The Petroleum Profits Tax (PPT) is applicable to all oil and gas producers as well as refinery operators and is applied to the net profits (chargeable income) from operations. The net profit is derived by deducting from the gross income all operating expenses, capital allowances and other allowable deductions. The deductions for oil and gas producers include royalties, Supplemental Petroleum Tax, Petroleum Levy/Impost, decommissioning/abandonment costs and management fees paid to non-resident companies (limited to 2% of expenditure). Other special allowances are granted for signature and production bonuses, dry holes, work-overs, qualifying sidetracks, heavy oil and exploration costs(the latter available for the years 2014 – 2017). The current applicable tax rate charged on producers as well as refinery operators is 50% (reduced to 35% from income year 2011 for deep water operations only) , Over the years, amendments have been made to the PPT as market conditions changed. The last change was in 2014, when increased allowances were granted on capital expenditure

4.2 The Supplemental Petroleum Tax (Part 11 of the PTA)

Introduced by Act 5 of 1981, the Supplemental Petroleum Tax (SPT) has been amended on several occasions. SPT is imposed on income generated from production of crude oil net of royalty and over-riding royalty. Prior to the review that was undertaken in 2005, SPT was levied on the gross income from the disposals of crude oil (not natural gas income) less certain allowances based on expenditure incurred in specified exploration and development activities. Although the tax was imposed on crude oil sales, companies involved in both oil and gas activities benefitted from the allowances since they were broadly applied to exploration and development field activities. This significantly contributed to the development of the natural gas industry in Trinidad and Tobago.

The SPT rates varied for marine and land operations and for licences or contracts that were agreed prior or post 1988. In 2006, SPT rates for deep-water operations were fixed as those for land operations post 1988.  SPT rates were also based on a sliding scale for prices ranging from US$15.00 to $49.50 per barrel, thereafter the rate remained fixed. Over the years, as economic and industry related factors warranted, several amendments were made to this tax. During the period 2011 to 2013 incentives in the form of discounts/ tax credits were introduced to further stimulate the production of crude oil. The following is the    new SPT rate schedule applicable from 1/1/2013:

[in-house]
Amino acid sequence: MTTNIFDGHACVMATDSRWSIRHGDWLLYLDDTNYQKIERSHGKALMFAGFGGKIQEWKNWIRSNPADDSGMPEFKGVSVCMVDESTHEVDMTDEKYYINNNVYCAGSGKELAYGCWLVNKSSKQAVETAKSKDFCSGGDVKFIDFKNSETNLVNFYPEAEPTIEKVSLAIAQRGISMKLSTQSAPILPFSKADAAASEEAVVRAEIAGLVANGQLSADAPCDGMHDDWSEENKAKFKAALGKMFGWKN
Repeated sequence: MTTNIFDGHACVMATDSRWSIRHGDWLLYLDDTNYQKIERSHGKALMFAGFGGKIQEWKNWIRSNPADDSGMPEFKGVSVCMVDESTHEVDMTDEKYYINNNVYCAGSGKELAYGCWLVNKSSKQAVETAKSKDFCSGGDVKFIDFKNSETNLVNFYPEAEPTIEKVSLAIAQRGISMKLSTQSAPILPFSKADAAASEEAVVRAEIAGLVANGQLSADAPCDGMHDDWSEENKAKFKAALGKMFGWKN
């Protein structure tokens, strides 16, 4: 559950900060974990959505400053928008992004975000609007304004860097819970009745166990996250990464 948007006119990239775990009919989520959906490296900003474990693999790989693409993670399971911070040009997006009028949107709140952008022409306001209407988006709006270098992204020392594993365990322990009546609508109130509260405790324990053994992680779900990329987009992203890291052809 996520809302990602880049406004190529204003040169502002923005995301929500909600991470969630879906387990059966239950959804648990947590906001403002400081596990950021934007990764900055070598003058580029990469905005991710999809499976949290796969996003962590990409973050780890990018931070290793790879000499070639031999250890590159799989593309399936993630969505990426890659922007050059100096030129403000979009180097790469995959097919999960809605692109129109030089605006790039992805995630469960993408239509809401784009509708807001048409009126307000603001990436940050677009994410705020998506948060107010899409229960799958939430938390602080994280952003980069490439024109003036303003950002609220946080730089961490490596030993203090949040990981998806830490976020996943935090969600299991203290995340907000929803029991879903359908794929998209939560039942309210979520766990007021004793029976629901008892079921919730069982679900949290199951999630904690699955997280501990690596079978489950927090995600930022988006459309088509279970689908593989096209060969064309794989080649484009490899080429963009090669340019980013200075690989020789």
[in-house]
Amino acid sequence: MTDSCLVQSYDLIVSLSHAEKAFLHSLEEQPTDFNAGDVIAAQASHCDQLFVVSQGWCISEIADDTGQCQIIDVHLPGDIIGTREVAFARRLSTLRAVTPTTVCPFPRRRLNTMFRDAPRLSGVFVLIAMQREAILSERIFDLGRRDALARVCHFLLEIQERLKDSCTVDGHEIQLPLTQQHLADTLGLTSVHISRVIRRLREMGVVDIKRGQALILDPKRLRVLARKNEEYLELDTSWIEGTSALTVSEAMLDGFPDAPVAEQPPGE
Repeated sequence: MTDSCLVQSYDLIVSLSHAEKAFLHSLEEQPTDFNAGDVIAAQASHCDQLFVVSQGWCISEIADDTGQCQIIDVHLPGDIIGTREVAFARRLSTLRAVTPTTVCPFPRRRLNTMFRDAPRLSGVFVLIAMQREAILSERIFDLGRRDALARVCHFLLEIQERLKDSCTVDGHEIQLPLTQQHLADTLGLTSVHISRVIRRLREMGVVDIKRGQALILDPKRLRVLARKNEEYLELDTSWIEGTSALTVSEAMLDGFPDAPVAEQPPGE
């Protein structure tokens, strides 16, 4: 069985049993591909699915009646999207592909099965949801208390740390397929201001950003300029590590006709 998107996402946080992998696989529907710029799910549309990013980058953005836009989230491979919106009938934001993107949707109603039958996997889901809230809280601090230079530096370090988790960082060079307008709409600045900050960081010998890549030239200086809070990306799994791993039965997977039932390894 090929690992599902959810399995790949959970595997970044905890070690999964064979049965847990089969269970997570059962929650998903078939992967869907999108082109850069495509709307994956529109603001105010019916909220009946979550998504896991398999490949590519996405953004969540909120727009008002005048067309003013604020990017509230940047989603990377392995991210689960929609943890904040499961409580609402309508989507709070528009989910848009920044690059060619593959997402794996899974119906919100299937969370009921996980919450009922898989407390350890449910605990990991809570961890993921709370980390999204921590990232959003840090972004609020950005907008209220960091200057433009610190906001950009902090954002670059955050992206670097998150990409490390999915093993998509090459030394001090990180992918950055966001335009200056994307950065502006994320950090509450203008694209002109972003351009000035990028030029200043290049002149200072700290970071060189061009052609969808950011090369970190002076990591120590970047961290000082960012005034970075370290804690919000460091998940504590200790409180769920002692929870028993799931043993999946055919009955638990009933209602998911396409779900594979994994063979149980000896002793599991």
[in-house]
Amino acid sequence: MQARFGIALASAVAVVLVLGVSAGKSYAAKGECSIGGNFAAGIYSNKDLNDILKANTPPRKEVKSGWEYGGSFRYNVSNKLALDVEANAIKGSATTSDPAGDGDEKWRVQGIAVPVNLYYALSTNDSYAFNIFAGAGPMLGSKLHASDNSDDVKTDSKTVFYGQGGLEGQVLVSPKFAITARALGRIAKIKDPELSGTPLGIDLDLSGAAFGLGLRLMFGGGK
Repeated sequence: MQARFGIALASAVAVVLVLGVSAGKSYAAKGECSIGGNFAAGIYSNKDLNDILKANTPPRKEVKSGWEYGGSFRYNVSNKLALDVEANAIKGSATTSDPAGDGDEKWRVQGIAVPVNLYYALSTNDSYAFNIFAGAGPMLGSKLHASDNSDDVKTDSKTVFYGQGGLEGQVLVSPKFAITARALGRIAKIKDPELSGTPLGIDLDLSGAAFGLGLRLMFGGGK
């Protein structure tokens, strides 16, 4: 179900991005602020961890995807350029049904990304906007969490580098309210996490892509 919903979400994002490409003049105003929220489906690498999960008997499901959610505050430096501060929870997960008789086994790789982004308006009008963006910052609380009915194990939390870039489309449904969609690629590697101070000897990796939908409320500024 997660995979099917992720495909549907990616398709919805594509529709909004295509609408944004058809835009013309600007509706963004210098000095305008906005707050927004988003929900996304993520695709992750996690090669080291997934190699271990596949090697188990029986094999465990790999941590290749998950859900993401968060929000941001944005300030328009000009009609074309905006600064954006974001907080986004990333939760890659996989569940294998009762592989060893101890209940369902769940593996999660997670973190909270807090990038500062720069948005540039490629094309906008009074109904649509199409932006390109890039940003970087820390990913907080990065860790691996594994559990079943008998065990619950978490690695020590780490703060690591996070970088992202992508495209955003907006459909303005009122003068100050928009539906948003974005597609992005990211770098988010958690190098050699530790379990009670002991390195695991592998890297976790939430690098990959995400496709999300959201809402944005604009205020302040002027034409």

Prices (US$/bbl.) Marine Licences Land Licences/Deep Water
Marine New Field*
P ≤ $50.00 0.0% 0.0% 0.0%
$50.00 < P ≤ $90.00** 33.0% 25.0% 18.0%
$90.00 < P ≤ $200.00 SPT Rate = Base SPT Rate + 0.2% (P – 90.00)
P > $200.00 55.0% 47.0% 40.0%

*New Fields: Where recoverable reserves <50mmbbls and production commences from 1/1/13.

** Base SPT

  1. The Income Tax (In Aid of Industry) Act Chap. 85:04

Enacted in 1950, this act provides, among other things, mechanisms, through accelerated allowances to encourage investment. The capital allowances are granted in accordance with the category set out under the Income Tax (In Aid of Industry) Act. These categories are as follow:

  • Part I – Industrial Buildings
  • Part II – Plant & Machinery (Tangibles)
  • Part IIA – Plant & Machinery – Refinery
  • Part III – Mines, Oil Wells etc. (Intangibles)

Under each of these categories initial and annual allowances are granted. Effective January 1st 2014, the allowances under Parts 11 and 111 have been increased for production companies only. The new rates applicable for Parts 11 and 111 are:

  • 50% initial allowance in the year expenditure was incurred
  • 30% and 20% respectively in years 2 and 3.
  1. The Unemployment Levy Act Chap 75:03

This Act was enacted in 1970 and is intended to provide funds to assist in the Government’s social programmes. Initially the levy was applicable to individuals as well as all businesses but this was amended by Act 6 of 1989 to apply only to companies charged to Petroleum Profits Tax. The applicable rate is 5% of the chargeable income before loss relief plus any exempt income, other than those exempted under the PTA.

  1. The Green Fund Levy                       

This Levy came into effect from January 2001, under the Miscellaneous Taxes Act Chapter 77:01.   It was increased from 0.1% to 0.3% of the gross sales or receipts effective January 2016, and it is not tax deductible.  This levy is used in the maintenance, reforestation, restoration and conservation of the environment.